Advantages of Intrapulse Spectroscopy — The frequency chirp associated with the intrapulse spectroscopy technique is of crucial importance as it (i) eliminates optical interference effects in the multiple mirror cell (these interference effects have been a major issue in the use of multiple mirror cells for optical spectroscopy as they limit the sensitivity of the spectrometer) and (ii) allows the absorption spectrum of the trace gas to be written on to the time profile of the pulse so giving a simple way of observing the spectrum. Furthermore, the approach generates frequency windows that are large enough (typically 100 GHz) to enable the observation of many absorption lines of trace gases simultaneously, giving the user the ability to determine the concentration of a single gas using several different lines or to monitor the variation of gases during different processes, such as changes in methane and nitrogen dioxide in the atmosphere or acetylene in the growth of synthetic diamond.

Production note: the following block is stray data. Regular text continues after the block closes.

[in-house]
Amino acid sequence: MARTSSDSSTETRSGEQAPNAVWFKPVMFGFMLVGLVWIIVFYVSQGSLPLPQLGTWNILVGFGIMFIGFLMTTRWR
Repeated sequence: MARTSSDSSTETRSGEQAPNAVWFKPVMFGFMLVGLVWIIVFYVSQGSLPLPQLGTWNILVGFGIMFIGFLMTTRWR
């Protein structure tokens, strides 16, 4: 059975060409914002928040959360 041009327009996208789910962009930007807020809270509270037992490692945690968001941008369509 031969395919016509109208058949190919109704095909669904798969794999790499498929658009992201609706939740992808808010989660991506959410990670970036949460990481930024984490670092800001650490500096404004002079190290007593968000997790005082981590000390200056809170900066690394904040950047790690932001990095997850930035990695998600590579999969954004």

The initial intrapulse spectrometer that was developed under the EPSRC funding was further refined with funding from the NERC (P2 in Section 3). This research funded both ground level measurements and airborne measurements through flights on the Airborne Research and Survey Facility aeroplane and in these flights the effectiveness of the instrumentation was demonstrated further. The key development discussed in point (i) was patented in 2003 (see P1 in Section 3). The scientific content of the work that resulted in the patent is detailed in R1 and R2 of Section 3 and examples of applications are given R3 and R4 of Section 3.

References to the research

The references numbered R1 - R3 best indicate the quality of the research.

R1. "Fast, real-time spectrometer based on a pulsed quantum-cascade laser." E. Normand, M. Mcculloch, G. Duxbury, and N. Langford Optics Letters, 28, 16-18, 2003;
DOI: 10.1364/OL.28.000016